Signed in pen and black ink at lower right, "Pierre"; inscribed in pen and black ink along lower margin, "non morbleu, c'est a vous; et vos ris complaisans LE MISANTROPE. tirent de son esprit. tous ces trais medisans".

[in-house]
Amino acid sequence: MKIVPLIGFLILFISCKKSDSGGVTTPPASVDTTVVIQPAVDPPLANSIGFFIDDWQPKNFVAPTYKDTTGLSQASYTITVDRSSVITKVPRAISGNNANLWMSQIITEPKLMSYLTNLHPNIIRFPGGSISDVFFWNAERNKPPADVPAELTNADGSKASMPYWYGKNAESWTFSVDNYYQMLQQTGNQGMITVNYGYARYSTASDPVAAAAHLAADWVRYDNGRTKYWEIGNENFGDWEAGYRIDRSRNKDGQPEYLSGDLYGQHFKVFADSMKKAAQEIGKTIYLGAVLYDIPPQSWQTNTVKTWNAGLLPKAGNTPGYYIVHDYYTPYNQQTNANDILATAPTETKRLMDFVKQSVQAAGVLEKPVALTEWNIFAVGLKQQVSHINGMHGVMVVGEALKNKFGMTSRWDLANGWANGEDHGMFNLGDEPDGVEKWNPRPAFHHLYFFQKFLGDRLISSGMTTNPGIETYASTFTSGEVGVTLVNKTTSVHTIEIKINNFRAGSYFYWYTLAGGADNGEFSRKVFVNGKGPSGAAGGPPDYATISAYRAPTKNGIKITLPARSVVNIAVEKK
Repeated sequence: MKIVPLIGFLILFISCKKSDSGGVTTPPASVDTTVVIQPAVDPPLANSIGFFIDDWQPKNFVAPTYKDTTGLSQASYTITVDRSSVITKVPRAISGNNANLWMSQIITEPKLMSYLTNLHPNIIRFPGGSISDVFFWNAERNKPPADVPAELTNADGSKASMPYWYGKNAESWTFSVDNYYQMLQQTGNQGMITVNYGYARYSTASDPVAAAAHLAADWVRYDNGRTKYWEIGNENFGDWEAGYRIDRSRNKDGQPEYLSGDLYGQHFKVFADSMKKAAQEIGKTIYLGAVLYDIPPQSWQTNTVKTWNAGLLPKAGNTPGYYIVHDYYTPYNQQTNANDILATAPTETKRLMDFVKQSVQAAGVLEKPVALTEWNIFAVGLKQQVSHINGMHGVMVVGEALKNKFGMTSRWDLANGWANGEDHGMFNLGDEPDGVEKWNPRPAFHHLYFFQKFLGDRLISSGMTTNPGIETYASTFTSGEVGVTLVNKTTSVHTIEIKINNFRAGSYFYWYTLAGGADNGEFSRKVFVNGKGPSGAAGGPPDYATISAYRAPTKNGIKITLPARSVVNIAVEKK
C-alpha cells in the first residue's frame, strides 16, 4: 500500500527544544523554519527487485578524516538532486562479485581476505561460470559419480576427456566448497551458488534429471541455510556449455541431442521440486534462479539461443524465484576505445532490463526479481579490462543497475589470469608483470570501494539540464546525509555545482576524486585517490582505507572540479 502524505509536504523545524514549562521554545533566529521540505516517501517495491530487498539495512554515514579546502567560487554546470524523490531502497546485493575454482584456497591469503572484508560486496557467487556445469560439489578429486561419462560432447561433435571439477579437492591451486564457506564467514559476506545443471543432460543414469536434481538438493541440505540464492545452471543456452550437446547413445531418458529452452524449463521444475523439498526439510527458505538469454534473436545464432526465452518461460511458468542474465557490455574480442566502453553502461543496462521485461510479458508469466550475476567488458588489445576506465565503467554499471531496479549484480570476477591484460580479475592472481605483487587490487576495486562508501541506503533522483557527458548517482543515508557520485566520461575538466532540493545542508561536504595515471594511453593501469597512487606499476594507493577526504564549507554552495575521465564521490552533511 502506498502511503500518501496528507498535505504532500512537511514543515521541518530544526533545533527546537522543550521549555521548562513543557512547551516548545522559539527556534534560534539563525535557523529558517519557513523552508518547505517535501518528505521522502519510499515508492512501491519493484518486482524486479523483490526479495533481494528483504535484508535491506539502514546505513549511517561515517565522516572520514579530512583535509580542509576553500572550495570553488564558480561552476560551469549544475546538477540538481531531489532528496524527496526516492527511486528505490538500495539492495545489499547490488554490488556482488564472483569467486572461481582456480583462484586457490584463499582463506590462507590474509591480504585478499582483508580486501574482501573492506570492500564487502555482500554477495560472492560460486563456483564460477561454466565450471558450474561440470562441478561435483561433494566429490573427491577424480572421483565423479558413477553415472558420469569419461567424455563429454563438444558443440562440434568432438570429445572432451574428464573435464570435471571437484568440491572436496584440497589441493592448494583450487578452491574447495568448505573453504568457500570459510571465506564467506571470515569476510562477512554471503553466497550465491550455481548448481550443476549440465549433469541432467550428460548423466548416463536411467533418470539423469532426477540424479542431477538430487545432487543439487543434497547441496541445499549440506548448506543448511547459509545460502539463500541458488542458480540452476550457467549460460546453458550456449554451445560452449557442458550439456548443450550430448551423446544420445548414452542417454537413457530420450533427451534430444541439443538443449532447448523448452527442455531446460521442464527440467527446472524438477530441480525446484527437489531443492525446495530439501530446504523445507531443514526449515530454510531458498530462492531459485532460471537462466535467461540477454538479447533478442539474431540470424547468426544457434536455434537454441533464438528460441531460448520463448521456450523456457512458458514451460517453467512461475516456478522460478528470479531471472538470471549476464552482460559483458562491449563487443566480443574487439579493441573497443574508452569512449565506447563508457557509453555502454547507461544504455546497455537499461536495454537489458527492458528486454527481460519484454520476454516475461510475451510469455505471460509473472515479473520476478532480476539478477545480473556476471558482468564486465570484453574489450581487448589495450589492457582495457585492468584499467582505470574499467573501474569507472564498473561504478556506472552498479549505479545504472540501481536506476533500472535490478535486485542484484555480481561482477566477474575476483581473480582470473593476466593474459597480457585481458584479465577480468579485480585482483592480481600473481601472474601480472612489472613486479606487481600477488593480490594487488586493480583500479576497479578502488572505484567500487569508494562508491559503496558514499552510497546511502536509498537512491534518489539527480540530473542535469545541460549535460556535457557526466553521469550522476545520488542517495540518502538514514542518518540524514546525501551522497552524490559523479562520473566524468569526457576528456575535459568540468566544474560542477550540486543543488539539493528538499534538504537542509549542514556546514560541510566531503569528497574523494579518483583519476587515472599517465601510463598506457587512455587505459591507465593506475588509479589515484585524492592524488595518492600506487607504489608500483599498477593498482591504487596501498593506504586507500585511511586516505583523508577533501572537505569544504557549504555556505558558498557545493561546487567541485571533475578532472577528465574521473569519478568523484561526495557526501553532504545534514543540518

A prolific painter of history, religious, and genre scenes, Pierre assumed the mantle of premier peintre du roi in 1770 in the wake of Boucher's death and was named Director of the Academie Royale the same year. Throughout his career he was supported by royal and noble patrons and continued the elegant tradition fostered by his mentor Charles-Joseph Natoire. This highly finished drawing illustrates a scene from one of Moliere's most famous comedies, "Le Misanthrope", which was first performed in the theatre of the Palais Royal on 4 June 1666. The play is set in the fashionable milieu of seventeenth-century Paris. Alceste, the misanthrope of the title, is disgusted by the hypocrisy, injustice, and overall corruption in human society. Nonetheless, he is in love with Celimene, a young flirtatious widow, who surrounds herself with suitors and is a prime example of the insincerity that Alceste despises in others.The drawing shows Alceste, the misanthrope of the title, with his beloved Celimene, her two suitors Clitandre and Acaste, Alceste's friend Philinte, and Celimene's cousin Eliante. The inscription from act II, scene IV "Non morbleu!, c'est a vous; et vos ris complaisans tirent de son esprit tous ces trais medisants [sic]" which may be translated as "No, gadzooks! It concerns you; for your assenting laughs draw from her wit all these slanderous remarks" is spoken by Alceste to the suitors in response to Clitandre's comment. Clitandre had remarked that if Alceste was offended by what had been said, he should address his reproaches to the lady, Celimene, and not to them. The drawing, which has been dated to about 1750-55, is one of three known drawings by Pierre after Moliere's works; the other two represent scenes from "Le Sicilien" and "Georges Dandin". The British Museum, London, owns a fourth highly finished illustration of a theatrical scene by Pierre (inv. no. 1938-5-17-2), which depicts a scene from Paul Scarron's (1610-1660) "Don Japhet d'Armenie", first published in 1653. Pierre's inspiration for these theater drawings likely was the series of illustrations for the six-volume edition of Moliere's plays published in Paris in 1734 with engravings after designs by Boucher. This drawing with its fluid and spirited touch is a superb example of Pierre's draftsmanship. (Rhoda Eitel-Porter)